Thanksgiving should be a time to reflect and give thanks. A time to spend with family and friends and maybe catch up with family you haven’t seen in awhile.
But if you’re the host of the Thanksgiving meal the event can end up being a stress one that you wish would end sooner rather than later. And if you’re a real food family the stress can be even greater as you prepare food your family enjoys eating but others may find strange.
I’ve been hosting the Thanksgiving Day meal at our home for the past 8 years. I took one year off in 2010 when our son was born. Over those 7 dinners our thinking on food has changed quite a bit. The first year we bought a Butterball Turkey and most everything was store-bought. Back then I stressed over presentation and coordinating place mats.
Within the past few years we started to change the way we thought about food. We replaced the Butterball with a fresh, free-ranging hen from a local farm. By this time I was stressing less about the décor and more about the food we were eating. What would my mother in-law bring? Box mix brownies, a store-bought cake?
Now, I’m learning to relax. Learning to balance out things and worry less about the things I can’t control.
You can have a stress free Real Food Thanksgiving, here are some tips:
Having a well planned menu can help you reduce stress in the few days leading up to Thanksgiving. If you’re making soaked dinner rolls you want to be sure to plan your soaking time accordingly.
Other things to consider in planning:
- Thawing time for that wild turkey that was harvested during hunting season
- Rise time for sourdough bread
- Soaking time for crispy nuts
- Time needed to make homemade cream cheese for those yummy desserts.
Take Some Short Cuts
I’ve been making bread, yeasted and sourdough in the crockpot. Yep, you read that right, bread in the crockpot. Those two hours in the crockpot will free up space in your oven for the other goodies you’re whipping up.
So you’re a real food family with a bunch of SAD relatives. Guess what, they are still relatives and broadly speaking they want to help. Know ahead of time what you are willing to bend on an allow some help. Perhaps someone can make a tasty green bean casserole pumpkin pie. If you don’t want food brought in help your family feel welcomed by letting them bring some decorative napkins and plates or flowers for the center of the table.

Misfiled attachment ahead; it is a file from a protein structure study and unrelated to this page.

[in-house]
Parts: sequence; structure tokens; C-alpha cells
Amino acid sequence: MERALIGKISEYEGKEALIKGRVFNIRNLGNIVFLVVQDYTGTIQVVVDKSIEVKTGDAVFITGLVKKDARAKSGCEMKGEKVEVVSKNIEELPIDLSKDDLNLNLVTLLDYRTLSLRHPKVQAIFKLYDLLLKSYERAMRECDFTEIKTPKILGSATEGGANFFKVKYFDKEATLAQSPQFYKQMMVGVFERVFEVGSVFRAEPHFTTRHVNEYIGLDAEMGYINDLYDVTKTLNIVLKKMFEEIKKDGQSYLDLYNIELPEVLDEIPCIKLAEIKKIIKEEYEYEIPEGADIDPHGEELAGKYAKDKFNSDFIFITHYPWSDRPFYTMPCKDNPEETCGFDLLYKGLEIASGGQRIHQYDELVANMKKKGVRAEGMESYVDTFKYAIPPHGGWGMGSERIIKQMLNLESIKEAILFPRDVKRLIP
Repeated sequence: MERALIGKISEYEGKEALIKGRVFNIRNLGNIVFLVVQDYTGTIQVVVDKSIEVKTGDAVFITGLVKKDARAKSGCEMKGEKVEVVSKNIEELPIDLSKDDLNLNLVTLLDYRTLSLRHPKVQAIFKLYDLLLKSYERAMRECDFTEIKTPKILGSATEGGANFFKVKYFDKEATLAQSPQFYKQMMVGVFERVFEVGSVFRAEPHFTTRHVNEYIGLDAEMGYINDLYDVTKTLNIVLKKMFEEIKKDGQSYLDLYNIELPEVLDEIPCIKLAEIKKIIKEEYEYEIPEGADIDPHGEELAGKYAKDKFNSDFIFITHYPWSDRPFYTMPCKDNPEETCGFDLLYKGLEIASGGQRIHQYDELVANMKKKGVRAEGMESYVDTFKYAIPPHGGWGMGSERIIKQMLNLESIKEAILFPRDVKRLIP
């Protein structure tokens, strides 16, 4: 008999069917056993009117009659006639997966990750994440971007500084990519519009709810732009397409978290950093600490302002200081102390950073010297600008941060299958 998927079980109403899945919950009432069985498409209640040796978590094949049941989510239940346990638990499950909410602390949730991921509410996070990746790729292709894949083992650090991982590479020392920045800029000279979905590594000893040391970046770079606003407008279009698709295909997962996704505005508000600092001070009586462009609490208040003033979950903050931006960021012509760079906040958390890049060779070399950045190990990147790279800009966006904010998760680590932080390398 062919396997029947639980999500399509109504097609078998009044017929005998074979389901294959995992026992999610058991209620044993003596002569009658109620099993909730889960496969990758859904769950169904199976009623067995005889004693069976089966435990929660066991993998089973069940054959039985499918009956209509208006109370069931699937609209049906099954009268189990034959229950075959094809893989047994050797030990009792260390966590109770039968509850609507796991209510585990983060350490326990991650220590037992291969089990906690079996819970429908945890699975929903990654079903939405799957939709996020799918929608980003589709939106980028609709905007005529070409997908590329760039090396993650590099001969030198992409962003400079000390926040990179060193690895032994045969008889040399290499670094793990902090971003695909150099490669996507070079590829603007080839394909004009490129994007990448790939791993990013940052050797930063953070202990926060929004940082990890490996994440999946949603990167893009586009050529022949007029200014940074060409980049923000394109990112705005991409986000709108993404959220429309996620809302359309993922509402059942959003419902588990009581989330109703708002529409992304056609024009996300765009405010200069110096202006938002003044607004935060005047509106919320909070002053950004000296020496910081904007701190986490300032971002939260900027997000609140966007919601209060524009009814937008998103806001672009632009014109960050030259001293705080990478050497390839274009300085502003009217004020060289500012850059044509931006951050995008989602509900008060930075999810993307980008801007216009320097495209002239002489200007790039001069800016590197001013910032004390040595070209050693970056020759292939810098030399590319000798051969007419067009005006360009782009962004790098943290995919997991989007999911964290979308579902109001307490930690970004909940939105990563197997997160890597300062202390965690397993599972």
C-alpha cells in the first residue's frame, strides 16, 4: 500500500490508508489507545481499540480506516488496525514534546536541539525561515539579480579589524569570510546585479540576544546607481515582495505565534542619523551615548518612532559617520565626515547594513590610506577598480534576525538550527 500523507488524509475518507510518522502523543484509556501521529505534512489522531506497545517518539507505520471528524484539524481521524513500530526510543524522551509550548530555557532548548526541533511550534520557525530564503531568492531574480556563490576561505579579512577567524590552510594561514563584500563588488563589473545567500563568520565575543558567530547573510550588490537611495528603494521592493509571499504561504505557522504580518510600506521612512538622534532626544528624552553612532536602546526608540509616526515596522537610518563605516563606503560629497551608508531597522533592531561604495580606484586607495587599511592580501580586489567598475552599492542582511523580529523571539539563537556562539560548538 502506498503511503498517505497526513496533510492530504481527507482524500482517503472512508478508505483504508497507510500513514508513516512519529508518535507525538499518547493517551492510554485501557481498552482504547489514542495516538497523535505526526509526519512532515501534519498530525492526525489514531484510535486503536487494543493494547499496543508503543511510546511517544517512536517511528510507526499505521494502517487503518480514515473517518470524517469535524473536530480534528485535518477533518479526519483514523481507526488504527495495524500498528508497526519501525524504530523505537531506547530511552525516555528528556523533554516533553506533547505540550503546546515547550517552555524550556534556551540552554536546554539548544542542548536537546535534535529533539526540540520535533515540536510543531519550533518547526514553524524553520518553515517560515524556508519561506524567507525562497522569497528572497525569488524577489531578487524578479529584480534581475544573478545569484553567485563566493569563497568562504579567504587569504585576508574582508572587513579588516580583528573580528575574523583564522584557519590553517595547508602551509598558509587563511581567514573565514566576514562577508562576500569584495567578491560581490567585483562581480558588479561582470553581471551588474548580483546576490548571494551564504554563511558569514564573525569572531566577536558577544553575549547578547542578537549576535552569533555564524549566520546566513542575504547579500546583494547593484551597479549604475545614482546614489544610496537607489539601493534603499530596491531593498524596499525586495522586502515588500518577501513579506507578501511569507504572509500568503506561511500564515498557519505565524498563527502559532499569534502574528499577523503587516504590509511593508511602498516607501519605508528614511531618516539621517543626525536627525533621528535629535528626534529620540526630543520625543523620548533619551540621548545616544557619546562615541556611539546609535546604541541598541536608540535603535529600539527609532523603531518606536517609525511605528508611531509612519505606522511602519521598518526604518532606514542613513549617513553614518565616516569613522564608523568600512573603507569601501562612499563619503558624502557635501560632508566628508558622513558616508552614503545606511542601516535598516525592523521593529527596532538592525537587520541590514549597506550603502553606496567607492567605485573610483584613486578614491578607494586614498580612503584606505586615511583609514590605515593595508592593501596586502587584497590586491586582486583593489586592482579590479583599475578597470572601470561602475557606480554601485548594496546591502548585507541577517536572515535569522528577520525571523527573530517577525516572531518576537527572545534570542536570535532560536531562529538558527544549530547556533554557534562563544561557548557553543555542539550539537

Think Big Picture
I’m all about balance and so as I think of the big picture of life I know that I feed my family as healthy as possible most of the time. A slice of grandma’s pumpkin pie, barring any allergies, is not going to kill my husband. Although refusing to eat it might! Know where you’re willing to compromise ahead of time.
Image by sweetbeetadngreenbean
Keep It Simple
I have made the mistake, time and time again, of getting ahead of myself. I get so excited to try new foods that I want to do them all at once, while entertaining for the biggest meal of the year. When will we learn mamas!? If you’re new to real food pick one or two recipes you are comfortable making. Take it from me, and Kate, don’t bank on a artesian loaf of sourdough fresh from the oven 10 minutes before meal time if you’ve never made a loaf of sourdough in your life. Bread really is an art.
Here are a few simple things to incorporate in your meals:
- Homemade Cream Cheese – super easy and can be made from homemade or store-bought organic yogurt. Perfect for in your pumpkin rolls.
- Fermented potatoes – I’m trying these this year.
- Easy and Real – Wholesome Comfort has almost every recipe you need for a real food Thanksgiving that simple. Turkey, gravy, ‘taters and even a great bread recipe.
Whether you’re a seasoned real foodie or a newbie don’t let the Thanksgiving holiday stress you out. You should be cooking with love and a thankful heart.
What’s your biggest tip for having a stress-free real food holiday? Share below!
Confused about vaccines?
Get our FREE no-nonsense vaccine guide. Answer your questions with rational, fact-based information instead of fear.